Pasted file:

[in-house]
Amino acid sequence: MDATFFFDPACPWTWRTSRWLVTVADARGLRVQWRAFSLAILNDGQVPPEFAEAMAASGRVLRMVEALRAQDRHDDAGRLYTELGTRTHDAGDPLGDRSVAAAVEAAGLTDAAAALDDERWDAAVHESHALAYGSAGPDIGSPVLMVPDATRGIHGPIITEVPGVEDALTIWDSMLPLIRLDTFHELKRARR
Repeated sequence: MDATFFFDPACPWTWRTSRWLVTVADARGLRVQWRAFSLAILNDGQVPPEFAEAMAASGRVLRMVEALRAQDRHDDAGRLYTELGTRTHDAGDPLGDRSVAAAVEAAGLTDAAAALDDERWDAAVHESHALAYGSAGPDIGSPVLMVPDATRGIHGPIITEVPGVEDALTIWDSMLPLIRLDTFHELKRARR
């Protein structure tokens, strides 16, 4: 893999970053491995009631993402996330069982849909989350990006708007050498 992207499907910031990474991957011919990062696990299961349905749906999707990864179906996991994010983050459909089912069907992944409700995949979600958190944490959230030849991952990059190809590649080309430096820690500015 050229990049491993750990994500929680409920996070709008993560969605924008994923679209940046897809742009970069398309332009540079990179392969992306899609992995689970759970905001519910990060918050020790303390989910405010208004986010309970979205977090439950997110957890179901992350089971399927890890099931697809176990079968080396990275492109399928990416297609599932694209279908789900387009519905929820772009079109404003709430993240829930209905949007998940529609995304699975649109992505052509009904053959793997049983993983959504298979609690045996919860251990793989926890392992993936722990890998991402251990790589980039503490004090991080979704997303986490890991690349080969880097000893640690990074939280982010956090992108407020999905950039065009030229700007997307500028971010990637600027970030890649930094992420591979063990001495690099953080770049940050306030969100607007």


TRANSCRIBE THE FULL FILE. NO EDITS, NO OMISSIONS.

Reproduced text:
[in-house]
Amino acid sequence: MDATFFFDPACPWTWRTSRWLVTVADARGLRVQWRAFSLAILNDGQVPPEFAEAMAASGRVLRMVEALRAQDRHDDAGRLYTELGTRTHDAGDPLGDRSVAAAVEAAGLTDAAAALDDERWDAAVHESHALAYGSAGPDIGSPVLMVPDATRGIHGPIITEVPGVEDALTIWDSMLPLIRLDTFHELKRARR
Repeated sequence: MDATFFFDPACPWTWRTSRWLVTVADARGLRVQWRAFSLAILNDGQVPPEFAEAMAASGRVLRMVEALRAQDRHDDAGRLYTELGTRTHDAGDPLGDRSVAAAVEAAGLTDAAAALDDERWDAAVHESHALAYGSAGPDIGSPVLMVPDATRGIHGPIITEVPGVEDALTIWDSMLPLIRLDTFHELKRARR
């Protein structure tokens, strides 16, 4: 893999970053491995009631993402996330069982849909989350990006708007050498 992207499907910031990474991957011919990062696990299961349905749906999707990864179906996991994010983050459909089912069907992944409700995949979600958190944490959230030849991952990059190809590649080309430096820690500015 050229990049491993750990994500929680409920996070709008993560969605924008994923679209940046897809742009970069398309332009540079990179392969992306899609992995689970759970905001519910990060918050020790303390989910405010208004986010309970979205977090439950997110957890179901992350089971399927890890099931697809176990079968080396990275492109399928990416297609599932694209279908789900387009519905929820772009079109404003709430993240829930209905949007998940529609995304699975649109992505052509009904053959793997049983993983959504298979609690045996919860251990793989926890392992993936722990890998991402251990790589980039503490004090991080979704997303986490890991690349080969880097000893640690990074939280982010956090992108407020999905950039065009030229700007997307500028971010990637600027970030890649930094992420591979063990001495690099953080770049940050306030969100607007």